Chris Bryant is a Bloomberg Gadfly columnist covering industrial companies. He previously worked for the Financial Times.

BP PLC is big oil’s chastened puppy: at once yearning for its masters’ (investors) approval yet still pulling at the leash, desperate to be let out to play (spend) again.

Though rising oil prices have made equity and debt investors a little more comfortable about the British company's financial position, chief executive Bob Dudley would do well not to try their patience.

In Remission
B.P.'s shares have rebounded but a 7 percent dividend yield indicates investor skepticism
Source: Bloomberg

It's natural that Dudley wants BP to expand gain after six years of retrenchment, made necessary by the Gulf of Mexico oil disaster. The huge cuts to the industry's upstream spending during the crude price slump mean a supply crunch is quite conceivable, in the near term at least. Yet every bit as likely is a world in which plentiful supply, rising energy efficiency and the switch to electric vehicles, will eventually cause prices to ease again.

Dudley must therefore tread a very fine line. Spend too little and he risks missing out on the cash flows that would help him pay down debt. Spend too much and he risks destroying value and reviving worries about the sustainability of BP's dividend.

At a time when rival Royal Dutch Shell PLC is reducing leverage after buying BG Group, it's awkward that BP's liabilities are still rising. Net debt jumped by $3 billion in the October to December period. Gearing (the ratio of net debt to total capital) climbed to 27 percent, almost as much as Shell.

Because of a flurry of acquisitions at the end of 2016, which require additional capex, BP says it will only stop burning cash by the close of this year if oil prices reach $60 per barrel, compared to its previous goal of $50-55.  Brent is currently trading at about $55.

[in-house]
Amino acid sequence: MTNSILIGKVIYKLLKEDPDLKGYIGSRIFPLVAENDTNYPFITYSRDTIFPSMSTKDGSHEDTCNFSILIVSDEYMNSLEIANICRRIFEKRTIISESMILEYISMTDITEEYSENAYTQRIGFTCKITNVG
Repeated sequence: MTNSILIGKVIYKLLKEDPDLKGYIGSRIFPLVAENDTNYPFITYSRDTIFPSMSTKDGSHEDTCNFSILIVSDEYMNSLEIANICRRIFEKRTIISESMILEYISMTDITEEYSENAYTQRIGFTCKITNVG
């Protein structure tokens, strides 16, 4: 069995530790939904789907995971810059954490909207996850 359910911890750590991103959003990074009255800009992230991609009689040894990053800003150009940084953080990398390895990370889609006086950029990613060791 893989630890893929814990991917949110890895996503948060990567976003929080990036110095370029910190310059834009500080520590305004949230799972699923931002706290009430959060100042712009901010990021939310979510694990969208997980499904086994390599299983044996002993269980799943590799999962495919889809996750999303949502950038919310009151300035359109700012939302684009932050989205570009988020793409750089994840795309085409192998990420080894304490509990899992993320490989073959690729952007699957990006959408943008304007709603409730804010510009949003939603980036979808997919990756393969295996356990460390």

BP has a little leeway. After the Macondo spill, it started slashing costs and selling assets much earlier than rivals. It now expects the expansion of its Mad Dog Gulf of Mexico site, approved in December, to cost about 60 percent less than originally envisaged -- quite an achievement.

Still, cash flows aren’t yet enough to instill full confidence. Net cash from operations in the fourth quarter was a modest $2.4 billion

Notes: 1. Underlying cash flow excludes Gulf of Mexico payments, 2. Cash dividends, 3. includes Castrol India proceeds (Source: BP)

While divestments and new projects should deliver additional cash flows in 2017, BP shares yield 7 percent, suggesting investors aren't yet convinced their payouts will be maintained. If the Opec production cuts fail to hold and oil prices slip again, Dudley will feel quite a tug on the dog collar.

This column does not necessarily reflect the opinion of Bloomberg LP and its owners.

  1. On an underlying basis, so that excludes Gulf of Mexico payments.

  2. Includes Gulf of Mexico costs

To contact the author of this story:
Chris Bryant in Frankfurt at

To contact the editor responsible for this story:
James Boxell at